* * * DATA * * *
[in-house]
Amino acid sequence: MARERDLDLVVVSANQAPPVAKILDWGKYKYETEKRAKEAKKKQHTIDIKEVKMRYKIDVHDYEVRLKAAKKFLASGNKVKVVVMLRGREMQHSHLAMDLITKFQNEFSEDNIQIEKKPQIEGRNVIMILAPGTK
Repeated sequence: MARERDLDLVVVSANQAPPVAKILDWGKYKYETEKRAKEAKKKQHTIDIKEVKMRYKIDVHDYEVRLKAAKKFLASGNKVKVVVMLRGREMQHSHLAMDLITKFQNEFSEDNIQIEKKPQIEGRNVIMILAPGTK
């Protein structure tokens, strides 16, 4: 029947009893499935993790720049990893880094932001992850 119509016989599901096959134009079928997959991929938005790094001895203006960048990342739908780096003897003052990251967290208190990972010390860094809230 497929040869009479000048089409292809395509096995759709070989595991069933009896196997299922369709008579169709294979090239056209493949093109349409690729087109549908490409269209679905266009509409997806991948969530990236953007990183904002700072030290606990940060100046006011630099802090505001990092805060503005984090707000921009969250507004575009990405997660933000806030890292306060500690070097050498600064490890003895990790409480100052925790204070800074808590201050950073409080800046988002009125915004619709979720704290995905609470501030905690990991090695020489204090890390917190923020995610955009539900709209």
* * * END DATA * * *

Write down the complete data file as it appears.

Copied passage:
[in-house]
Amino acid sequence: MARERDLDLVVVSANQAPPVAKILDWGKYKYETEKRAKEAKKKQHTIDIKEVKMRYKIDVHDYEVRLKAAKKFLASGNKVKVVVMLRGREMQHSHLAMDLITKFQNEFSEDNIQIEKKPQIEGRNVIMILAPGTK
Repeated sequence: MARERDLDLVVVSANQAPPVAKILDWGKYKYETEKRAKEAKKKQHTIDIKEVKMRYKIDVHDYEVRLKAAKKFLASGNKVKVVVMLRGREMQHSHLAMDLITKFQNEFSEDNIQIEKKPQIEGRNVIMILAPGTK
């Protein structure tokens, strides 16, 4: 029947009893499935993790720049990893880094932001992850 119509016989599901096959134009079928997959991929938005790094001895203006960048990342739908780096003897003052990251967290208190990972010390860094809230 497929040869009479000048089409292809395509096995759709070989595991069933009896196997299922369709008579169709294979090239056209493949093109349409690729087109549908490409269209679905266009509409997806991948969530990236953007990183904002700072030290606990940060100046006011630099802090505001990092805060503005984090707000921009969250507004575009990405997660933000806030890292306060500690070097050498600064490890003895990790409480100052925790204070800074808590201050950073409080800046988002009125915004619709979720704290995905609470501030905690990991090695020489204090890390917190923020995610955009539900709209």